I understood the basic principles of Arabic and Roman orthography and could sound out letters and read Arabic and English passages fairly well. That head start stood me in good stead throughout my educational career.  But he didn’t just give me a head start; he also let me know that he had invested enormous hopes and expectations in me.

He told me several times as a child that he wanted me to have what he deeply desired but couldn’t have. He said he wanted me to get a bachelor’s degree, a master’s, a Ph.D., and shine a light on the world. I had no clue what that meant. I just understood him as telling me to take my studies seriously. And I did. I always made him proud by being among the top three students in my class. (The top three students of every class were often honored with prizes and a public applause every end of semester.)

One semester, in my fourth year of elementary school, I didn’t make it to the top three. I was petrified. I thought my dad would be so disappointed he would skin me alive. So I ran away after the prize-giving ceremony. He looked everywhere for me. He finally found me crying under a tree. That was the first time I saw him visibly emotional.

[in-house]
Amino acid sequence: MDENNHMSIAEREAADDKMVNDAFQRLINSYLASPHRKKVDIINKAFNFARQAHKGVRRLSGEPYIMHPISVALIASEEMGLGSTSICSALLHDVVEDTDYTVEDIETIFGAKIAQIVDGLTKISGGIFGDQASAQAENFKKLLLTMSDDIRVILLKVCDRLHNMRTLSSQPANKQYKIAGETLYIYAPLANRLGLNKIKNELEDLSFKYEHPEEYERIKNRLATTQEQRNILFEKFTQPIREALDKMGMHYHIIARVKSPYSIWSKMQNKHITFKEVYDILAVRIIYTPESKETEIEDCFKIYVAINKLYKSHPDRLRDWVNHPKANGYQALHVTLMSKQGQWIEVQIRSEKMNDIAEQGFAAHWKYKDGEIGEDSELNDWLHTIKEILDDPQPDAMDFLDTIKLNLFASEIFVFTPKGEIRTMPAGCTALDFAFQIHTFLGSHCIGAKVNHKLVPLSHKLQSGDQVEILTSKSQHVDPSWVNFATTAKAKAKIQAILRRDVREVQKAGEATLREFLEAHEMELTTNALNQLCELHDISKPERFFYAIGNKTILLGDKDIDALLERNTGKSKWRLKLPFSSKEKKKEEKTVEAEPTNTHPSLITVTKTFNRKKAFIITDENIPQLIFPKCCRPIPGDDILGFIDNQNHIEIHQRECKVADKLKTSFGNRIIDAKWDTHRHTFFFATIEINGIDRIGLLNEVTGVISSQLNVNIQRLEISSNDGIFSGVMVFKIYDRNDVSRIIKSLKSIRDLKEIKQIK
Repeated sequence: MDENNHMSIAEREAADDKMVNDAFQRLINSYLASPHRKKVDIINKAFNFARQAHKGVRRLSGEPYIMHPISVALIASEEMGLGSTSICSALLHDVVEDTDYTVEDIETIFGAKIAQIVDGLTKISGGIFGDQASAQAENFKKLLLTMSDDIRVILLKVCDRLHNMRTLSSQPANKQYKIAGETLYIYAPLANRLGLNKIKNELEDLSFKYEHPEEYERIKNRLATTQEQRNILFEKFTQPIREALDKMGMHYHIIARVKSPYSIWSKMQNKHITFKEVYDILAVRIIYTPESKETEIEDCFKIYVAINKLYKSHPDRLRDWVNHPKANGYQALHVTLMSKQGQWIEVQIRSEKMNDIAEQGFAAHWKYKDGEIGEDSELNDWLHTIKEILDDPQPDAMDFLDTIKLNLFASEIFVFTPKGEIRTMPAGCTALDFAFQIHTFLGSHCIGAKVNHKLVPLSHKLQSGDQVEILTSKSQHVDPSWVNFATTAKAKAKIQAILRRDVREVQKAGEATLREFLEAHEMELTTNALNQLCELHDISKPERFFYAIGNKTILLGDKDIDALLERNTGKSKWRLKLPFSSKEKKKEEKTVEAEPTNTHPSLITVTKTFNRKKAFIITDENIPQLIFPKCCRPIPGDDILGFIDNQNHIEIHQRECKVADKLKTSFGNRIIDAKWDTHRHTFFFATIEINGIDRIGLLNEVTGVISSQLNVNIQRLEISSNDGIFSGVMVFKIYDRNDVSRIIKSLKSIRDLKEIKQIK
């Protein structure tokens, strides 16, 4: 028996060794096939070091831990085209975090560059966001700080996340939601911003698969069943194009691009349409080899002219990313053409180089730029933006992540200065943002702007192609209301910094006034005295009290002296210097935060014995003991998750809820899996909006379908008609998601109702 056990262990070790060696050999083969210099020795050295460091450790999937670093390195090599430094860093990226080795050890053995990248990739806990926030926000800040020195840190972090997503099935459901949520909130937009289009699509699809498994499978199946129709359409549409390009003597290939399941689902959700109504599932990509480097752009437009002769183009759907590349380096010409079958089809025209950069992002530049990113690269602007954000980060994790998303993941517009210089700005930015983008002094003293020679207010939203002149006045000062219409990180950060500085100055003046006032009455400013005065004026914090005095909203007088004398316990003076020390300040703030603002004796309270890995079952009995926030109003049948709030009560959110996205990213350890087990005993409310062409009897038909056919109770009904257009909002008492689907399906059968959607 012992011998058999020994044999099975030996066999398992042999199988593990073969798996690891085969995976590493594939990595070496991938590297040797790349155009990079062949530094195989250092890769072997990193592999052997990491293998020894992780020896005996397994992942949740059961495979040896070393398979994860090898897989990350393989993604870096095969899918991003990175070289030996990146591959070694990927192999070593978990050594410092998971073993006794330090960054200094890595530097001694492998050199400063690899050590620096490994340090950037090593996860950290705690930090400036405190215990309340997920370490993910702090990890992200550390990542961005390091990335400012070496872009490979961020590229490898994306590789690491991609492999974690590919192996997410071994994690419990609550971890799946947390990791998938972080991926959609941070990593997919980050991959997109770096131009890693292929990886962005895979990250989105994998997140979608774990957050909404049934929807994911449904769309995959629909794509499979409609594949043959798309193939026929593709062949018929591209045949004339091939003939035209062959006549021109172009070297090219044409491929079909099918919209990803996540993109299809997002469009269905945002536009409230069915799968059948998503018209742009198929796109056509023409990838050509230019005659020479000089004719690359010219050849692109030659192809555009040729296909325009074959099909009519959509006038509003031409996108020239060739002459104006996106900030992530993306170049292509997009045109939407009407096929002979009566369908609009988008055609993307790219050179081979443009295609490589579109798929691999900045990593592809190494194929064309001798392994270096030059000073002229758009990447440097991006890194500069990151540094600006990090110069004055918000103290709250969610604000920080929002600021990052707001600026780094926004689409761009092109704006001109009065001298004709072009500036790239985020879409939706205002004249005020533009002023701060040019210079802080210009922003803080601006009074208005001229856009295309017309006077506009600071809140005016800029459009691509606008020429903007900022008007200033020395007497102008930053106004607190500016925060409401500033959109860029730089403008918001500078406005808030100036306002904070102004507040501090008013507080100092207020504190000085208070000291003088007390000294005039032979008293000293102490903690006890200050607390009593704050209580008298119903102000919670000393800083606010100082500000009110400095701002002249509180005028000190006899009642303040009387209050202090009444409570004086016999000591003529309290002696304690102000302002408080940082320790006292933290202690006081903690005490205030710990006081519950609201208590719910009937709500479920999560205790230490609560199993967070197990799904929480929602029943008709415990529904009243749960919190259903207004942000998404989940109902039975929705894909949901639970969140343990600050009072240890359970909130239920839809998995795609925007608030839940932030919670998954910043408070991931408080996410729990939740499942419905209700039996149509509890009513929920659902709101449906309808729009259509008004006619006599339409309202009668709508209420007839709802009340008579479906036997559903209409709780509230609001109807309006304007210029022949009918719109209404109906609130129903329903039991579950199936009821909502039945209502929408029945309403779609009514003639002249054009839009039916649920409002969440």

“Son, I’m neither sad nor disappointed that you didn’t make it to the top three,” I recall him telling me. “Don’t ever think you always have to be the best to impress me. You tried your best. It’s just that other people tried harder than you did. Don’t always expect to be the best. That’s not the way the world works.”

 I can’t tell you how much these words changed my life. They liberated me from the mental bondage of always wanting to be the best in order to impress him. They also taught me the virtue of humility and modest expectations. Knowing that I just needed to do my best and not expect to be the best was one of the greatest existential lessons my dad taught me.

Without consciously working toward it—and certainly not expecting it—I have received the top student prizes at every level of my educational career after this encounter. I owe that to my dad, my first teacher, who also taught generations of people from my part of Nigeria for over four decades.

When he called me on December 29 after recovering from a brief illness to express gratitude to me, he was upbeat, chatty, and unusually prayerful. He told me I had made him proud, that I was everything he ever wanted me to be, that he was a fulfilled man, that the “evening” of his life had turned out way better than the “morning” of his life, etc.

 Well, I’m consoled by the exemplary, fulfilled, praiseworthy life he lived. May Allah reward him with Jannah Al-Firdaus.